The NSW Planning Assessment Commision has approved an extension of Rio Tinto’s Warkworth open cut coal mine in the Upper Hunter Valley.
The approval will allow Rio to extend its mine into land, previously proposed for expansion, but rejected by the NSW Land and Environment Court last year.
Residents of the adjacent town of Bulga fear the approval will decimate the town.
Bulga Milbrodale Progress Association president John Krey said the decision revealed flaws in the government’s recent revamped State Environmental Planning Policy (SEPP).
Recent SEPP amendments require the economic resource, or output of the mine, to be significant to the State. However Mr Krey said in this case “there wasn't a single economic argument put forward."
Steve Philips from Lock the Gate says his organization will continue their work to protect the small town.
“The Government may be willing to sacrifice Bulga for the benefit of a powerful global mining corporation, but there are many in the community who are not.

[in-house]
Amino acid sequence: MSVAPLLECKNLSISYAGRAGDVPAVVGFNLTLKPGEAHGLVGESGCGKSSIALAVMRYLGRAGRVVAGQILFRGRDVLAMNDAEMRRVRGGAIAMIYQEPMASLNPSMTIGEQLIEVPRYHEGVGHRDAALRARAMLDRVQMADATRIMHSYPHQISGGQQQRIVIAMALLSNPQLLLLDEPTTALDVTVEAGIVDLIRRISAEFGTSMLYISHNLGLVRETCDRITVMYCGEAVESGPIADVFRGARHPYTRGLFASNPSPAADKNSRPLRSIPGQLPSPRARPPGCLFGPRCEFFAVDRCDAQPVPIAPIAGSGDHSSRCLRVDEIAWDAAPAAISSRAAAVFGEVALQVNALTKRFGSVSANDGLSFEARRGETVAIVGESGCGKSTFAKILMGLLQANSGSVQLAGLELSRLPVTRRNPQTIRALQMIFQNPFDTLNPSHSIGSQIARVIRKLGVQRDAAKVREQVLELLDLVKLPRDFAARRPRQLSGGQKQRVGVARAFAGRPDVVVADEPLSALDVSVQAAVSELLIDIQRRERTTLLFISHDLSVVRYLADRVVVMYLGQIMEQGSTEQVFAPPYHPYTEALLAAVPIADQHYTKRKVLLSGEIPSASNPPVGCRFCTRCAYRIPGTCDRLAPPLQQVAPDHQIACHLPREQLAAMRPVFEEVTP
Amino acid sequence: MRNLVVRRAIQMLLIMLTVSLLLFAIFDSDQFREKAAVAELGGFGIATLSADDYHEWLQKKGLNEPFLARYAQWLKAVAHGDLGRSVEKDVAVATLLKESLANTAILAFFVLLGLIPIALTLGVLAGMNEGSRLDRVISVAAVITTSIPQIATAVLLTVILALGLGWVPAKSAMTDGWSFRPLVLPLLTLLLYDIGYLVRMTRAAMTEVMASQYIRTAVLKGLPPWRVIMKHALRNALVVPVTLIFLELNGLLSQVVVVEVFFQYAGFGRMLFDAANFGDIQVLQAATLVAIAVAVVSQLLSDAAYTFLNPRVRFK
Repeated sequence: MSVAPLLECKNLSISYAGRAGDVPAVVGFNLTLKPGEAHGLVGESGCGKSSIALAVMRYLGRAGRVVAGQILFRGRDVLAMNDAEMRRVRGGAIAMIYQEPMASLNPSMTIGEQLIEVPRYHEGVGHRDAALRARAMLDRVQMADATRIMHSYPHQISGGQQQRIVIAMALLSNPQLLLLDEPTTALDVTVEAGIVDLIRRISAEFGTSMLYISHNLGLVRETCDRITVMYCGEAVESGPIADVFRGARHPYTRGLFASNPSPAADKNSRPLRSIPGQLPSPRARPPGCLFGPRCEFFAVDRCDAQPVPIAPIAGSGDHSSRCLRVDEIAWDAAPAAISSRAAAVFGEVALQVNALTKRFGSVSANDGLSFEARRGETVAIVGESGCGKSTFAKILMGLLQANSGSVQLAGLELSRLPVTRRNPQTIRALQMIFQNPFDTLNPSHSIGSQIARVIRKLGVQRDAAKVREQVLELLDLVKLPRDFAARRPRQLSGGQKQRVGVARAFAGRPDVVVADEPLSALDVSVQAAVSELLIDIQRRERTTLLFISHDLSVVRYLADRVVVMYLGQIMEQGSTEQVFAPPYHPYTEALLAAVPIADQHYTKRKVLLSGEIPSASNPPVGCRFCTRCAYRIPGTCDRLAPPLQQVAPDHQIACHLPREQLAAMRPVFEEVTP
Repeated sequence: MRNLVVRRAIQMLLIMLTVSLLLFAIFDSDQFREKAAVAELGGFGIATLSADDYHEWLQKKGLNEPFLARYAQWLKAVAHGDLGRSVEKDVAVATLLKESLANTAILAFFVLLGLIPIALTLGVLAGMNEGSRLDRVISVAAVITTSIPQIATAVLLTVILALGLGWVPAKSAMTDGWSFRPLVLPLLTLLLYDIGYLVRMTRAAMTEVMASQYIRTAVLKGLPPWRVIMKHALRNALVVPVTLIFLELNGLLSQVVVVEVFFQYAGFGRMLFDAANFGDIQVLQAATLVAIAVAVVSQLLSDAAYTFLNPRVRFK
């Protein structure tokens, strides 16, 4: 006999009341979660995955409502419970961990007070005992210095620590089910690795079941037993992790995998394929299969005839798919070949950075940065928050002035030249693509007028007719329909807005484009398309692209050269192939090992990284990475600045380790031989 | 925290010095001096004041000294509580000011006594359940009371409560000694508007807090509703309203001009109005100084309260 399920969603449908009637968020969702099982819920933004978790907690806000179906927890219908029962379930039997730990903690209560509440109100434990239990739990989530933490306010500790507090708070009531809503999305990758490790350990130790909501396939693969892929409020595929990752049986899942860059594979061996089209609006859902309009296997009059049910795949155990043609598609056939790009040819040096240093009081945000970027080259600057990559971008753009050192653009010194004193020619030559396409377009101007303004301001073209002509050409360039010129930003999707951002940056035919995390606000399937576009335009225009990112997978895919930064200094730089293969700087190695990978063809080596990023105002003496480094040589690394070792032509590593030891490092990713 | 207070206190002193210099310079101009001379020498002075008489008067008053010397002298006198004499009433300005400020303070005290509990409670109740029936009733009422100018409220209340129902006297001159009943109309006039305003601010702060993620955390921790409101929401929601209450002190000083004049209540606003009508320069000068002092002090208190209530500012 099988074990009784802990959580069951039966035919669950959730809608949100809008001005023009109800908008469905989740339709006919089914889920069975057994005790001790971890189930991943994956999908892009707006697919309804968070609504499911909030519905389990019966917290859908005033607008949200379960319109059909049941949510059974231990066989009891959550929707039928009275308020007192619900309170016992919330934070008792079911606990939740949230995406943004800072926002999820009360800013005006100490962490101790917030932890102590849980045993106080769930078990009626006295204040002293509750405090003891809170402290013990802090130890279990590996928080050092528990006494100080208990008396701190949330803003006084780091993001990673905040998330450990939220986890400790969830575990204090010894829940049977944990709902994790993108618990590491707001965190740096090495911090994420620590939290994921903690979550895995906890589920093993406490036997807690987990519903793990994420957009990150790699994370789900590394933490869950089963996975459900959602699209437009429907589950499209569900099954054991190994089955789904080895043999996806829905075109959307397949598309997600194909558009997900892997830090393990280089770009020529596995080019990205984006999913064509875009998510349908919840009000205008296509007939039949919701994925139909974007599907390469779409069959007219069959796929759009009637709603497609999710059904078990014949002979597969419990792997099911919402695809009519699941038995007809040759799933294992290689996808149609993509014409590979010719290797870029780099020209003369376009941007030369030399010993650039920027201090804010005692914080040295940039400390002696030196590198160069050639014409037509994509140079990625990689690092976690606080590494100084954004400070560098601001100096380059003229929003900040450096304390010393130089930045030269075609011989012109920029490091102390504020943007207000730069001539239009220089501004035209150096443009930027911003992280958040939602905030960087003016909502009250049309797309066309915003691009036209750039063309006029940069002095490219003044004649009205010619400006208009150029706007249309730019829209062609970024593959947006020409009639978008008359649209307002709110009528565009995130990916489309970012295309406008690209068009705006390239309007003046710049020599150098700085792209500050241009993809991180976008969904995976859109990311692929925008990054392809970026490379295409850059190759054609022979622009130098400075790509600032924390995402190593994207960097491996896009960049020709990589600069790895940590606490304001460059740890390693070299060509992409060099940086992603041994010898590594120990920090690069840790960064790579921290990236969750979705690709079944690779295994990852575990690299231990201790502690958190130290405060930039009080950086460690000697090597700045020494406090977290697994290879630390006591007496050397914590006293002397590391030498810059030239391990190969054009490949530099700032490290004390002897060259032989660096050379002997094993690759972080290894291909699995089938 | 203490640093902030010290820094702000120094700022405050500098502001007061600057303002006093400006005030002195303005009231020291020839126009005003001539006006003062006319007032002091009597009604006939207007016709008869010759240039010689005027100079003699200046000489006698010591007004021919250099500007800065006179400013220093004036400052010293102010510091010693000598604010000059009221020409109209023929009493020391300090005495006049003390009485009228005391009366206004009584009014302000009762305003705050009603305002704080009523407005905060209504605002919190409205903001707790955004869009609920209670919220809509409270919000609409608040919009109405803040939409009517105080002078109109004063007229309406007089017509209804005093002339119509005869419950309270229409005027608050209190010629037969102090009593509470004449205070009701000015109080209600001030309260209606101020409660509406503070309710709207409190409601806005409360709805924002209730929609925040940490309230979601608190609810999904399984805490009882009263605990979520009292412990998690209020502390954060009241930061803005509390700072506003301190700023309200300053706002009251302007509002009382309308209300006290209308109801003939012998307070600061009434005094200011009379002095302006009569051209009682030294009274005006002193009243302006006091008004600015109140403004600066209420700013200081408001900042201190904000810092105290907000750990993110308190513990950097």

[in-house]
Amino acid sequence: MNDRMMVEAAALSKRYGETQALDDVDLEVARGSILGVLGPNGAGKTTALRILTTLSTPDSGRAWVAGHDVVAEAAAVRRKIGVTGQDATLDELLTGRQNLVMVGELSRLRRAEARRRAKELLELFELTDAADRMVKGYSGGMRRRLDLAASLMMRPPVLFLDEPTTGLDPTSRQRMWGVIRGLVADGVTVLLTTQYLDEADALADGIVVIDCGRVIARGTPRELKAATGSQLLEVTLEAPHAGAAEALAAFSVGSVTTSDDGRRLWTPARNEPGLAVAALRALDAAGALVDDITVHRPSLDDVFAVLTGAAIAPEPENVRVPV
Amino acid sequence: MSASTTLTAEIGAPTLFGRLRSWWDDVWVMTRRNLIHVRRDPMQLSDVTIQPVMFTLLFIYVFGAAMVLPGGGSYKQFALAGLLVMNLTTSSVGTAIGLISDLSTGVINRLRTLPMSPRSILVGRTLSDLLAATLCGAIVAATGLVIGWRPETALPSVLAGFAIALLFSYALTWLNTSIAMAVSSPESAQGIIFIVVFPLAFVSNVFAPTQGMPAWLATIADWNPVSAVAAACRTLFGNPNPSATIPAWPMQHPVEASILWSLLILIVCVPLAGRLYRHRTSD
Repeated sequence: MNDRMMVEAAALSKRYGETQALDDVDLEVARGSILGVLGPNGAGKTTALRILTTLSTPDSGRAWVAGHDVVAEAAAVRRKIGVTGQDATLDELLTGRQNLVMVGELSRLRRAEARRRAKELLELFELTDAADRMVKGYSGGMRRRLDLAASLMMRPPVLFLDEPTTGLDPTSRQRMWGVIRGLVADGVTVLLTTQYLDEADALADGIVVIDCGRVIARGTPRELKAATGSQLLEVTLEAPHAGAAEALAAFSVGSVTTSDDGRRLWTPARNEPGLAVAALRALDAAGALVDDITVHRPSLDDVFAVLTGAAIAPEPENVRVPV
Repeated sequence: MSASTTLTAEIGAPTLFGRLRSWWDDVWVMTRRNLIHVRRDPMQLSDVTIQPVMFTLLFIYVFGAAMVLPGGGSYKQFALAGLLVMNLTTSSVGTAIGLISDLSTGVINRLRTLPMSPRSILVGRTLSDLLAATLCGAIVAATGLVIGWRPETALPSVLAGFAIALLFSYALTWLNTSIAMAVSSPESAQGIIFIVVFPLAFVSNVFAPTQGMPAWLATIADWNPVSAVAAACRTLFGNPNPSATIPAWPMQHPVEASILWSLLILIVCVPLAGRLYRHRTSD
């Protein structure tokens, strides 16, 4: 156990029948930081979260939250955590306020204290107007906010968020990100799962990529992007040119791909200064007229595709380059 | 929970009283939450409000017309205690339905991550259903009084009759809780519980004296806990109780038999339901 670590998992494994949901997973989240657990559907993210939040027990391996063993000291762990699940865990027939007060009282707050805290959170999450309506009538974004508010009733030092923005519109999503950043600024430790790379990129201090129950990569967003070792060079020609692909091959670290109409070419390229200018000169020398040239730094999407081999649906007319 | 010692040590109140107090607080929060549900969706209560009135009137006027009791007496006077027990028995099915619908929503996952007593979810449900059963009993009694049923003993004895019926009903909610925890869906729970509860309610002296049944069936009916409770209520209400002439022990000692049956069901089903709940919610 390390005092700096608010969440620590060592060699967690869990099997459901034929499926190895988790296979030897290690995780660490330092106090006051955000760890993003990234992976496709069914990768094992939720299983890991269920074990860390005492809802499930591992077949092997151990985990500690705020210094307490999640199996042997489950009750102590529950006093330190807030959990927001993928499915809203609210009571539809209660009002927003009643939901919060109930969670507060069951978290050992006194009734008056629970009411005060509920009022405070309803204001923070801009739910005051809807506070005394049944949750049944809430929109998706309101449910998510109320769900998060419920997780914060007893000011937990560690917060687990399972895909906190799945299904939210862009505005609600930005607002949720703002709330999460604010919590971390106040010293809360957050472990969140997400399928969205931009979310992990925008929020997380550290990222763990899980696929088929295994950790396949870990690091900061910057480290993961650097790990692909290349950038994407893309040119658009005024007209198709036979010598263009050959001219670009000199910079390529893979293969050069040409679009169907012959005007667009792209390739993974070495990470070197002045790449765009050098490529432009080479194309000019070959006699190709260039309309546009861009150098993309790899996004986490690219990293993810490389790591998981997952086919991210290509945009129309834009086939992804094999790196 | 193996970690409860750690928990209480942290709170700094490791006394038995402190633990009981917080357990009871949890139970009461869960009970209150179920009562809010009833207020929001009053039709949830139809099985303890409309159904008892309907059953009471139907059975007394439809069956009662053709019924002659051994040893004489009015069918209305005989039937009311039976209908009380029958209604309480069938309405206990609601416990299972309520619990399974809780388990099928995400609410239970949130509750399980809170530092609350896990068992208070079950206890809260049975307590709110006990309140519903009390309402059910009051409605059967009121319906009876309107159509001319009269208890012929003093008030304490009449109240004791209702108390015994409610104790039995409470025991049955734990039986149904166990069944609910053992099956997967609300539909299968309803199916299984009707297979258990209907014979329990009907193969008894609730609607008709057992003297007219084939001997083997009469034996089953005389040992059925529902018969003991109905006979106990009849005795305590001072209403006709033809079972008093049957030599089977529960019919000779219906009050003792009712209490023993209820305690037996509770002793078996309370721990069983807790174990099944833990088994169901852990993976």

“We will continue to stand shoulder to shoulder with Bulga residents to protect their town. Too many Hunter villages have already been lost to mining – Bulga must not be next,” he said.
However, the decision has been welcomed by NSW Minerals Council CEO, Stephen Galilee.
“This is a good decision that will enable (Rio Tinto) to maintain production at current levels for around two years,” Mr Galilee said.
He said the mine’s extension will significantly benefit the Upper Hunter region.
“This project has been operating for over thirty years, and is an economic mainstay for the region, driving “significant” local economic activity.
“In 2012, the mine spent more than $210 million on close to 280 local suppliers in the Upper Hunter Valley. This direct spending also generated significant additional economic activity right across the Hunter region.”